. . . Then again, if the hypothesis is correct that time and space emerge from quantum phenomena, which are therefore in some sense prior to them, then I find myself failing to imagine Being that is not spatially or temporally local and yet is generative of these conditions for and of our existence. I find myself thinking of the intuitions of the ancient people that there was a time when the world came into being. In Babylonian mythology the god Marduk slays the goddess Tiamat, a giant, raging serpent. He slices her corpse in two and uses half to form earth, half to form sky. Scholars have claimed to find evidence that a tale like this lies behind the serene, magisterial creation in Genesis. And there are glimpses in the biblical creation of the suppression of a primordial chaos, tohu va-vohu in Hebrew, “without form and void” in English. The prophet Isaiah says God will punish “Leviathan the twisting serpent, and he will slay the dragon that is in the sea.”

In the end, Robinson’s views are risible, and an embarrassment to both her and the NYRB. And to think that she won a Pulitzer Prize before she went off the rails and began writing stuff like this!

How low the NYRB has sunk!

A check-in with BioLogos

August 8, 2022 • 9:45 am

I used to write a lot about the BioLogos organizqtion, particularly after Francis Collins and Karl Giberson founded it with the help of Templeton funds. Its mission was to persuade evangelical Christians that their faith was not at odds with science, particularly evolution.  Since one of my avocations is studying how people reconcile faith and science, I paid close attention to BioLogos for a while.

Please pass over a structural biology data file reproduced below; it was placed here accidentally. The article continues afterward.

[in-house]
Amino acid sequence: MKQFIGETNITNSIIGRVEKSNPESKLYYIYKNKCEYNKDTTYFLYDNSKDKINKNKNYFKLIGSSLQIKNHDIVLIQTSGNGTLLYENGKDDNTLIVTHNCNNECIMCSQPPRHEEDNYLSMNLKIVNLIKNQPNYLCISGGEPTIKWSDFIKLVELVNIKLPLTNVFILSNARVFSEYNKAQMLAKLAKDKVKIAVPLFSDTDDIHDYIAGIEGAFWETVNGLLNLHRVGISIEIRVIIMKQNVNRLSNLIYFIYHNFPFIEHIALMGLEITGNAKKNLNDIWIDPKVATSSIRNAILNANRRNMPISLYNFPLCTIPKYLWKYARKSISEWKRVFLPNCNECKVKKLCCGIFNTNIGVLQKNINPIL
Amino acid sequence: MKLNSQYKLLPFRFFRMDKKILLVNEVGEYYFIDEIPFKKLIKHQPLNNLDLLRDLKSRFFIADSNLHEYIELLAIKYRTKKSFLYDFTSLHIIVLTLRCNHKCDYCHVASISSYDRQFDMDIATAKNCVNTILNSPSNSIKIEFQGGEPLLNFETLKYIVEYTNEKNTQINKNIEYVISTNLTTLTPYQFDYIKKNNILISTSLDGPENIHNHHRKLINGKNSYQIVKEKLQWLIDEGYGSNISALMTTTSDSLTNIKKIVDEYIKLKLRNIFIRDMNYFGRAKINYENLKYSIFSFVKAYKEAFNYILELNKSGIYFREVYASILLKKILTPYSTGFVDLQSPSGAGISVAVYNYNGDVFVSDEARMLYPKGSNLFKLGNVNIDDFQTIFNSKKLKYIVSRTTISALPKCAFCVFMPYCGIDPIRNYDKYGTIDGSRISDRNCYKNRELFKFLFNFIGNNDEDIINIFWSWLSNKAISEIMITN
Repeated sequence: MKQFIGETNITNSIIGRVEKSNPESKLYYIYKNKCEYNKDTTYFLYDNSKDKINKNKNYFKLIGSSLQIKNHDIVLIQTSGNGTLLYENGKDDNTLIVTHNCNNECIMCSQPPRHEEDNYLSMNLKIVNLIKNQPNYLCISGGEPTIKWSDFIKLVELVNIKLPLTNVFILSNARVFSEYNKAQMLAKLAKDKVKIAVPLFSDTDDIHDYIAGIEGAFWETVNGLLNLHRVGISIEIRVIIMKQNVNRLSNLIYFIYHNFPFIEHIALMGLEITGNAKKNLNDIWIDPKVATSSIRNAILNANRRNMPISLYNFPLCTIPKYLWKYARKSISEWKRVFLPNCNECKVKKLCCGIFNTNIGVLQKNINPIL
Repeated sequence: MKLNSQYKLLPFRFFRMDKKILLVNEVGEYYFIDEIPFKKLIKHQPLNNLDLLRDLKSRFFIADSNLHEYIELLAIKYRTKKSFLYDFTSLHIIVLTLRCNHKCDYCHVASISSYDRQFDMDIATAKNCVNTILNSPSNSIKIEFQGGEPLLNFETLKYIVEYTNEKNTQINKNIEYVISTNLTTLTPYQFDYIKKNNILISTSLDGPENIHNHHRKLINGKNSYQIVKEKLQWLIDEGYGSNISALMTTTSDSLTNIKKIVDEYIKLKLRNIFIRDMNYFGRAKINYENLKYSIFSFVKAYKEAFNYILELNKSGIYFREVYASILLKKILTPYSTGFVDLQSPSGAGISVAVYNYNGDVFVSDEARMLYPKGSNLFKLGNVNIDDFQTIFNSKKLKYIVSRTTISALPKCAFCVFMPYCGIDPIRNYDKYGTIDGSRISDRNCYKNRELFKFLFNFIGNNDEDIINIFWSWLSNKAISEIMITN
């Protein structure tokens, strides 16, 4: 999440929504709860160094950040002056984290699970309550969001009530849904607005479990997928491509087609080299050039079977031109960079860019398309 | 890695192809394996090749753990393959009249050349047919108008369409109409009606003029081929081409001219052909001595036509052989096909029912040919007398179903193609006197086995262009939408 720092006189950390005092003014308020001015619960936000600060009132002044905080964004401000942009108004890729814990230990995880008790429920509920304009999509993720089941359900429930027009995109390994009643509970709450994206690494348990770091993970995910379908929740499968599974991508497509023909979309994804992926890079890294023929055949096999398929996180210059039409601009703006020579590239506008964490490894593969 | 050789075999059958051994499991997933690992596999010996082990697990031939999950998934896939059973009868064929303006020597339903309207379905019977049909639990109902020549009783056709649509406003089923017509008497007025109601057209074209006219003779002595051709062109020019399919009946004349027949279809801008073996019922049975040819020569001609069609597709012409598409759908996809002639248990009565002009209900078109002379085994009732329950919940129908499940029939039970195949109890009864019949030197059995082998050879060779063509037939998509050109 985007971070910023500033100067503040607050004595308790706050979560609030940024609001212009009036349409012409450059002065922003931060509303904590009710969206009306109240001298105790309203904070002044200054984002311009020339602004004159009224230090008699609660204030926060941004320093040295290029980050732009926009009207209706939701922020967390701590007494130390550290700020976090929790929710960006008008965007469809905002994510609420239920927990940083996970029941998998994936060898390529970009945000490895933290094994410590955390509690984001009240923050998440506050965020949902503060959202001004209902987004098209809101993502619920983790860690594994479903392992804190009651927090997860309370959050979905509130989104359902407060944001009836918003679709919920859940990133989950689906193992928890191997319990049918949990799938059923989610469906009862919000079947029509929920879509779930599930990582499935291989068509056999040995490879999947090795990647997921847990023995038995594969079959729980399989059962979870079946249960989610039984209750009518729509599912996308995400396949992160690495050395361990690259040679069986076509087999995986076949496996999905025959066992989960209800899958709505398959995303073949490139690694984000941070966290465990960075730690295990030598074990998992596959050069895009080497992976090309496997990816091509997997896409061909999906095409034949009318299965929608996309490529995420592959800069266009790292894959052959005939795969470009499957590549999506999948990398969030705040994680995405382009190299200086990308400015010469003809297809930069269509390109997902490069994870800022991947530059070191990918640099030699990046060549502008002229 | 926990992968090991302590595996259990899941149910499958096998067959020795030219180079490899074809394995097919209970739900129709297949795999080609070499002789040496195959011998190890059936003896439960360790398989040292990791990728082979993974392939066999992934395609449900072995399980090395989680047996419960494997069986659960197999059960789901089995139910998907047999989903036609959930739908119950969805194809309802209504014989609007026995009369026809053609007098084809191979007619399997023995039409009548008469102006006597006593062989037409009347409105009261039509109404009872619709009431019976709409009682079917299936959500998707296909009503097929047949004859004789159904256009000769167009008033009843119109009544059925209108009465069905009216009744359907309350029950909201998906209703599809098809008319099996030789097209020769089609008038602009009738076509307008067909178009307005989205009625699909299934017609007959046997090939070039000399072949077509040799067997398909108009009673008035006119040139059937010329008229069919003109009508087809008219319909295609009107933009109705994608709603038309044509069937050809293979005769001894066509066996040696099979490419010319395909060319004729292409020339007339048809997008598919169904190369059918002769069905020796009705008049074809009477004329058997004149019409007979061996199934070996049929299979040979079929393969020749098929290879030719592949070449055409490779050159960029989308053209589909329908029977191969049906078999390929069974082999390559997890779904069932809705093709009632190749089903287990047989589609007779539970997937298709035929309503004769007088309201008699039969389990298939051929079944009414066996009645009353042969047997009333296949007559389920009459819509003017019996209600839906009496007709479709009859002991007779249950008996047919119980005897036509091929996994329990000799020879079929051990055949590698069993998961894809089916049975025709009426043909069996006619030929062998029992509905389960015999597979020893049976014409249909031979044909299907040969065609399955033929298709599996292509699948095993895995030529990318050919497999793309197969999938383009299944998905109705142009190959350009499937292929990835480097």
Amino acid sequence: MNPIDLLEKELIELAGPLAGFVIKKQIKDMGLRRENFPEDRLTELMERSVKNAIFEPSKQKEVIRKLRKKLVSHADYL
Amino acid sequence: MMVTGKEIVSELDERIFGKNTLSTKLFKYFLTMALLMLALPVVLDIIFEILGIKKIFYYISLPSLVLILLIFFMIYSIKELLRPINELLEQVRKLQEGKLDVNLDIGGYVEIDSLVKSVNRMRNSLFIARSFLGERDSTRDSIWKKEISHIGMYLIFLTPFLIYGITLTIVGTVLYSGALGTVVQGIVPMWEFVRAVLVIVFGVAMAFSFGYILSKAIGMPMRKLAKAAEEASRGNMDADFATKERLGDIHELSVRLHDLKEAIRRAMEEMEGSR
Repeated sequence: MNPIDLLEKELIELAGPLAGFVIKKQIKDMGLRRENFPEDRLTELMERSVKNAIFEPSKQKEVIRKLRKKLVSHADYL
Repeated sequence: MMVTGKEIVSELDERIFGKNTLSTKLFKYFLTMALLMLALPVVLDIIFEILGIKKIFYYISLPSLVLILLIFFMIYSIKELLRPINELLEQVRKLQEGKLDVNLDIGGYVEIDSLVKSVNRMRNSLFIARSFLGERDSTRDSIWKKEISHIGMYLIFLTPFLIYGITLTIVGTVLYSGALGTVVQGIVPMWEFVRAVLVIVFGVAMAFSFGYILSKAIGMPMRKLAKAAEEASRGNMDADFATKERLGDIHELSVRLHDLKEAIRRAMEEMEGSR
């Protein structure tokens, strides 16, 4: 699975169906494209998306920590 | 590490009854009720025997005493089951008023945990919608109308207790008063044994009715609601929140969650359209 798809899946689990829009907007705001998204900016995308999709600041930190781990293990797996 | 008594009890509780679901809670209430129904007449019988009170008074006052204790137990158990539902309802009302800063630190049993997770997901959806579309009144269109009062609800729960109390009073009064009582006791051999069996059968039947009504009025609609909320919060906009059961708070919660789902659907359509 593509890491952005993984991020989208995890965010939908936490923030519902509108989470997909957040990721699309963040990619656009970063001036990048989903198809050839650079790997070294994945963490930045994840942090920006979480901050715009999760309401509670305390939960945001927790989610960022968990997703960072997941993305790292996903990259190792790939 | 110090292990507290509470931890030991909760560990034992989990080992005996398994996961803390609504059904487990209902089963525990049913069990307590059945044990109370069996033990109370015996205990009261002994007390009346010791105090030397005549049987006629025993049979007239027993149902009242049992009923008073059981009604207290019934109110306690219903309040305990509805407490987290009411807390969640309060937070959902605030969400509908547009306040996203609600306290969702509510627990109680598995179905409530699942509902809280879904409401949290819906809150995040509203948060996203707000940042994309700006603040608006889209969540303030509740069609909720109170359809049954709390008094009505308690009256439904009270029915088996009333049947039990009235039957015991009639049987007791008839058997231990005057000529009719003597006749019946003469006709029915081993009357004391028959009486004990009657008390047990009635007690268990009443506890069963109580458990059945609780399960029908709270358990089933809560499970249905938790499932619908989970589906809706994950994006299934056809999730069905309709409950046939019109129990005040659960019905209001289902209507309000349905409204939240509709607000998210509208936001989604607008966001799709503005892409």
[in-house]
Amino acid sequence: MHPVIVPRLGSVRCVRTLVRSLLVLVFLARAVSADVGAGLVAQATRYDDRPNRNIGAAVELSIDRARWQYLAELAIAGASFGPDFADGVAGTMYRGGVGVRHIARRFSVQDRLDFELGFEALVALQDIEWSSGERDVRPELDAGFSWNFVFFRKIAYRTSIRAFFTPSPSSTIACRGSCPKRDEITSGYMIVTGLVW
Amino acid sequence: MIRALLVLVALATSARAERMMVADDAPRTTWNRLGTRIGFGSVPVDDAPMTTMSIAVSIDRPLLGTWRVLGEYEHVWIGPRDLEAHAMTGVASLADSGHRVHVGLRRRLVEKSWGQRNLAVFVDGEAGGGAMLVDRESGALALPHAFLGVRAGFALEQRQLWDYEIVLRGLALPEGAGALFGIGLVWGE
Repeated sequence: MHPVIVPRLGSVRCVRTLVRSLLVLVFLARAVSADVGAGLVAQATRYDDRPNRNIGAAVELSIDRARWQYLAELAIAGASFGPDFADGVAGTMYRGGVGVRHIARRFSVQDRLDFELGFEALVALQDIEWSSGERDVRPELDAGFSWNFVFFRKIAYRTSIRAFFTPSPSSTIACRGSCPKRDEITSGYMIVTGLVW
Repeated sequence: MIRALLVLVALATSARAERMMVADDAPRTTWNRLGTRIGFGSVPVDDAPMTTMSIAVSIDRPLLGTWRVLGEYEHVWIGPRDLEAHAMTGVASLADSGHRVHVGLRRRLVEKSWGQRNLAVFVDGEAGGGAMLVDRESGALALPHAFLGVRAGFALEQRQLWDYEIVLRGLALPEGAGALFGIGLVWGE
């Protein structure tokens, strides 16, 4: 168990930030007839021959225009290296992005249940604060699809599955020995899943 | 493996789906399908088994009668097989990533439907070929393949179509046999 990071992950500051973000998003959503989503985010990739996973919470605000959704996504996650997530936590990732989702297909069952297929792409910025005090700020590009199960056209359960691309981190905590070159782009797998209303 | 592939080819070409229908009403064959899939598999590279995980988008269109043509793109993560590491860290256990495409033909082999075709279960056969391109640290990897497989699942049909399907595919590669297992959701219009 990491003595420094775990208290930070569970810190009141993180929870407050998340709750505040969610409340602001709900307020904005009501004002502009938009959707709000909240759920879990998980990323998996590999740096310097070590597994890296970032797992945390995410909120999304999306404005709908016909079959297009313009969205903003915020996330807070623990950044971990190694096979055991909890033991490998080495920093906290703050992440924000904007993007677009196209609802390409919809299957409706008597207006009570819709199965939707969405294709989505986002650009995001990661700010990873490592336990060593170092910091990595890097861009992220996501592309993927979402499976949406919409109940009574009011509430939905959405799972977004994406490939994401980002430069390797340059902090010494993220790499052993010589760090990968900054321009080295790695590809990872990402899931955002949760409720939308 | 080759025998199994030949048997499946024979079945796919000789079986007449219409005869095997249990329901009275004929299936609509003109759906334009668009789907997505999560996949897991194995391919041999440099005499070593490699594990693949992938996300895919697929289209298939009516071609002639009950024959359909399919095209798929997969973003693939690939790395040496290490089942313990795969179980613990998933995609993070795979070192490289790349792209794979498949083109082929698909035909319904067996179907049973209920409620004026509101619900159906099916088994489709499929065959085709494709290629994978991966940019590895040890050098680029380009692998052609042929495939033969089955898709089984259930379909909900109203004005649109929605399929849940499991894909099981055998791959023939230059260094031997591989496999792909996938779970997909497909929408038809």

Well, Collins resigned when he became director of the NIH, and Giberson left as well (he’s now “a faculty member at Stonehill College in Easton, Massachusetts, where he presently serves as Scholar-in-Residence in science and religion.”) Giberson also writes stuff for Templeton.

The new President of BioLogos is Deborah Haarsma, who was an astronomer but now apparently writes on the compatibility of science and faith.

I lost interest in BioLogos when, as part of its mission to harmonize faith and science, it got heavily involved in arguments about whether Adam and Eve were literal people: the ancestors of all of us. This is a touchstone of Christianity, as that belief is the very source of original sin, and were BioLogos to claim that they were only metaphorical people promulgating a metaphorical sin, it would drive away their audience. Therefore, despite ample evidence from population genetics that two contemporaneous people were NOT ancestors of all of us (indeed, that there were never just two specimens of H. sapiens on the planet), BioLogos twisted itself into knots trying to figure out how Adam and Eve could be real. (After all, some claims of Christianity aren’t negotiable.)

I gave up at that point, realizing that the science-y people at BioLogos had surrendered to the goddy ones—and to erroneous claims of Christianity. This shows my contention that every Abrahamic faith, and many others (e.g. cargo cults, Scientology) do depend on factual statements, and when science disproves them, this creates a conflict. You do have to choose: a literal Adam and Eve or the data from population genetics.

This morning I went back to BioLogos just to see what was up, and I see they’re involved in the same mishigass, not having made much of a dent in causing evangelical Christians to accept evolution and the rest of science. (That was always a fool’s errand.) Here are just two examples

First, a two-minute movie that conveys the tired old message. It’s just down from the top on the main BioLogos Page, so I can’t give you a direct link. But click on either screenshot below and look for the header:

or

The message is old: science answers the empirical questions, while faith (i.e., Christianity) answers the Big Questions. Here are some of the Big Questions that science can’t answer:

  1. What matters most?
  2. Is the purpose of the human soul mapped in their DNA?
  3. What is the atomic number for joy?

Presumably Christianity can answer them (well, maybe except for the third). The answer to all the Big Questions is always the same: “because that’s the way God wants it, and our job is to serve God and Jesus.”  Here’s the last sentence of the video: